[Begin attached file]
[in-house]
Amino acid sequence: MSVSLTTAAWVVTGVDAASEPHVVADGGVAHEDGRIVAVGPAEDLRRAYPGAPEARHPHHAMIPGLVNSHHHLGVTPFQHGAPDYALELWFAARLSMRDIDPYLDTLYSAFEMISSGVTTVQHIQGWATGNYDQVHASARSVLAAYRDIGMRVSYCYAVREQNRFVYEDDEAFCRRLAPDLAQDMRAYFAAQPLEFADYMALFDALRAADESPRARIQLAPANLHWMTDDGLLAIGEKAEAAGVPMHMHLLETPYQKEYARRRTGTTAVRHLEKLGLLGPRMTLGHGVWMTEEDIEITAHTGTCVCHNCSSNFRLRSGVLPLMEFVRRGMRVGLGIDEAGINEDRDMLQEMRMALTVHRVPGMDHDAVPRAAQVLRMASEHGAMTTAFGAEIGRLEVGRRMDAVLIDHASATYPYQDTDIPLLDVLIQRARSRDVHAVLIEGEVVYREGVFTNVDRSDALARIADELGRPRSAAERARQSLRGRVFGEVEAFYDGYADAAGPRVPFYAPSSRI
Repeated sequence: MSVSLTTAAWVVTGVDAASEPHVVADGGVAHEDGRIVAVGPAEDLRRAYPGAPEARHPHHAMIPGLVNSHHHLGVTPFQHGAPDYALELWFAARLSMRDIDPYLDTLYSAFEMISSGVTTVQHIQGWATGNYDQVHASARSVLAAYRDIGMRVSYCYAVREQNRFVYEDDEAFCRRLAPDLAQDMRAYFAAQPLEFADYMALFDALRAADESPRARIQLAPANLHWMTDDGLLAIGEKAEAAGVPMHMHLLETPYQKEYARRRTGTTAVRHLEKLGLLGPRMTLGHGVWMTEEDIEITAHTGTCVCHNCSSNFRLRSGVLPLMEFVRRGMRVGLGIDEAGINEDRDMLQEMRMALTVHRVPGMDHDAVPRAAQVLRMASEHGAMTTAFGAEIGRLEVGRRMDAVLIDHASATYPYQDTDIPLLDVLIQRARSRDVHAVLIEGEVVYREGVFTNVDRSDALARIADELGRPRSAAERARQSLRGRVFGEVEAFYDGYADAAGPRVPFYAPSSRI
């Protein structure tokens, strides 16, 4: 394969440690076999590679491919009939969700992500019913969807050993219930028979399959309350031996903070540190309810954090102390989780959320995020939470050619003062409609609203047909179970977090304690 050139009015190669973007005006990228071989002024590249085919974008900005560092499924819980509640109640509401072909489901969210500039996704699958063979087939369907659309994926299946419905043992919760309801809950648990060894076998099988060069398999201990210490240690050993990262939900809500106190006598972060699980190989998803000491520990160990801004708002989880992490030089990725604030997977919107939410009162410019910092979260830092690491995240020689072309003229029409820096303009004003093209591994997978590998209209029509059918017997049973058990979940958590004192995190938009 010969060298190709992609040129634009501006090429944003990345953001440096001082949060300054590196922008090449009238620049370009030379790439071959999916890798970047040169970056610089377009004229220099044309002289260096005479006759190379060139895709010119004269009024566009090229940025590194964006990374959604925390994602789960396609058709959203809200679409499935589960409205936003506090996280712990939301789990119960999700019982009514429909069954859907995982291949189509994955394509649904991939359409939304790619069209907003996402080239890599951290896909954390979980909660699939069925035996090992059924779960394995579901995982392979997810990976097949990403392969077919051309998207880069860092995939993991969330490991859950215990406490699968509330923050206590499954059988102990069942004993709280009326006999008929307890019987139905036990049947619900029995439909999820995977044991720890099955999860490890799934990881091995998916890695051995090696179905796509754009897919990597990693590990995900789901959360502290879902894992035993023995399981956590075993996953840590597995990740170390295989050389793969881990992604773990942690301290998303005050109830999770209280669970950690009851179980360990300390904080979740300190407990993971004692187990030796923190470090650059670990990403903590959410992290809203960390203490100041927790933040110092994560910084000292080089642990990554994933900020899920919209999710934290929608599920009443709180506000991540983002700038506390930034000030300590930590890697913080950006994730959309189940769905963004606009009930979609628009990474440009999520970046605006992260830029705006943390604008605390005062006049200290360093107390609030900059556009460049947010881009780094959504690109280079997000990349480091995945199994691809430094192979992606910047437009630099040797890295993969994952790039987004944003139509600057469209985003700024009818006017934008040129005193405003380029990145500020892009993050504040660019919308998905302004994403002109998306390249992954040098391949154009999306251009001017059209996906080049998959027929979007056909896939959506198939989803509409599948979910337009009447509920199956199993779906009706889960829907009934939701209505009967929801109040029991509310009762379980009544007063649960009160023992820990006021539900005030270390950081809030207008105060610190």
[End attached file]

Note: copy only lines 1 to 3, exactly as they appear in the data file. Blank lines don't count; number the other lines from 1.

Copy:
[in-house]
Amino acid sequence: MSVSLTTAAWVVTGVDAASEPHVVADGGVAHEDGRIVAVGPAEDLRRAYPGAPEARHPHHAMIPGLVNSHHHLGVTPFQHGAPDYALELWFAARLSMRDIDPYLDTLYSAFEMISSGVTTVQHIQGWATGNYDQVHASARSVLAAYRDIGMRVSYCYAVREQNRFVYEDDEAFCRRLAPDLAQDMRAYFAAQPLEFADYMALFDALRAADESPRARIQLAPANLHWMTDDGLLAIGEKAEAAGVPMHMHLLETPYQKEYARRRTGTTAVRHLEKLGLLGPRMTLGHGVWMTEEDIEITAHTGTCVCHNCSSNFRLRSGVLPLMEFVRRGMRVGLGIDEAGINEDRDMLQEMRMALTVHRVPGMDHDAVPRAAQVLRMASEHGAMTTAFGAEIGRLEVGRRMDAVLIDHASATYPYQDTDIPLLDVLIQRARSRDVHAVLIEGEVVYREGVFTNVDRSDALARIADELGRPRSAAERARQSLRGRVFGEVEAFYDGYADAAGPRVPFYAPSSRI
Repeated sequence: MSVSLTTAAWVVTGVDAASEPHVVADGGVAHEDGRIVAVGPAEDLRRAYPGAPEARHPHHAMIPGLVNSHHHLGVTPFQHGAPDYALELWFAARLSMRDIDPYLDTLYSAFEMISSGVTTVQHIQGWATGNYDQVHASARSVLAAYRDIGMRVSYCYAVREQNRFVYEDDEAFCRRLAPDLAQDMRAYFAAQPLEFADYMALFDALRAADESPRARIQLAPANLHWMTDDGLLAIGEKAEAAGVPMHMHLLETPYQKEYARRRTGTTAVRHLEKLGLLGPRMTLGHGVWMTEEDIEITAHTGTCVCHNCSSNFRLRSGVLPLMEFVRRGMRVGLGIDEAGINEDRDMLQEMRMALTVHRVPGMDHDAVPRAAQVLRMASEHGAMTTAFGAEIGRLEVGRRMDAVLIDHASATYPYQDTDIPLLDVLIQRARSRDVHAVLIEGEVVYREGVFTNVDRSDALARIADELGRPRSAAERARQSLRGRVFGEVEAFYDGYADAAGPRVPFYAPSSRI